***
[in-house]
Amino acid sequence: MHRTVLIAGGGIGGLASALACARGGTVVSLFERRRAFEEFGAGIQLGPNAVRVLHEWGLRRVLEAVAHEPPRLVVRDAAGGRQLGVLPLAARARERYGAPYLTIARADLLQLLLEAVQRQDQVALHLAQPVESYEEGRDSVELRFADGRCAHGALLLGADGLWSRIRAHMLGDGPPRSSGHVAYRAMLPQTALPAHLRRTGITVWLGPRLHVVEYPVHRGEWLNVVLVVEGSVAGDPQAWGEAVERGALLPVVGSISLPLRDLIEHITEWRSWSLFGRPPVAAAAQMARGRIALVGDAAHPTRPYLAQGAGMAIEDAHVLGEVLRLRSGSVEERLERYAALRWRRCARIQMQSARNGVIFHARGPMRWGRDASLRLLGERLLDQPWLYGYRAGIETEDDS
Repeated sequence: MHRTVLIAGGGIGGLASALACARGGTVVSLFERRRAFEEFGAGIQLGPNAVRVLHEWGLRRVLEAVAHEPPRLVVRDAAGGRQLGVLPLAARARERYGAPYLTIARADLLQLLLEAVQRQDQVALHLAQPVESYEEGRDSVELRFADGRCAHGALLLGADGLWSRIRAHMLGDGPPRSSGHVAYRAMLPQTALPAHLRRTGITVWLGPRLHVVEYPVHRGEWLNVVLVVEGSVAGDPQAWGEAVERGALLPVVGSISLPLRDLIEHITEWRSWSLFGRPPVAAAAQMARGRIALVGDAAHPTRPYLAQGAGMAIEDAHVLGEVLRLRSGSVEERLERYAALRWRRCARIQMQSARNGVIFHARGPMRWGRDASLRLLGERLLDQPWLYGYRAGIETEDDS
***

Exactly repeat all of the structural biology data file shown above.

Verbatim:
[in-house]
Amino acid sequence: MHRTVLIAGGGIGGLASALACARGGTVVSLFERRRAFEEFGAGIQLGPNAVRVLHEWGLRRVLEAVAHEPPRLVVRDAAGGRQLGVLPLAARARERYGAPYLTIARADLLQLLLEAVQRQDQVALHLAQPVESYEEGRDSVELRFADGRCAHGALLLGADGLWSRIRAHMLGDGPPRSSGHVAYRAMLPQTALPAHLRRTGITVWLGPRLHVVEYPVHRGEWLNVVLVVEGSVAGDPQAWGEAVERGALLPVVGSISLPLRDLIEHITEWRSWSLFGRPPVAAAAQMARGRIALVGDAAHPTRPYLAQGAGMAIEDAHVLGEVLRLRSGSVEERLERYAALRWRRCARIQMQSARNGVIFHARGPMRWGRDASLRLLGERLLDQPWLYGYRAGIETEDDS
Repeated sequence: MHRTVLIAGGGIGGLASALACARGGTVVSLFERRRAFEEFGAGIQLGPNAVRVLHEWGLRRVLEAVAHEPPRLVVRDAAGGRQLGVLPLAARARERYGAPYLTIARADLLQLLLEAVQRQDQVALHLAQPVESYEEGRDSVELRFADGRCAHGALLLGADGLWSRIRAHMLGDGPPRSSGHVAYRAMLPQTALPAHLRRTGITVWLGPRLHVVEYPVHRGEWLNVVLVVEGSVAGDPQAWGEAVERGALLPVVGSISLPLRDLIEHITEWRSWSLFGRPPVAAAAQMARGRIALVGDAAHPTRPYLAQGAGMAIEDAHVLGEVLRLRSGSVEERLERYAALRWRRCARIQMQSARNGVIFHARGPMRWGRDASLRLLGERLLDQPWLYGYRAGIETEDDS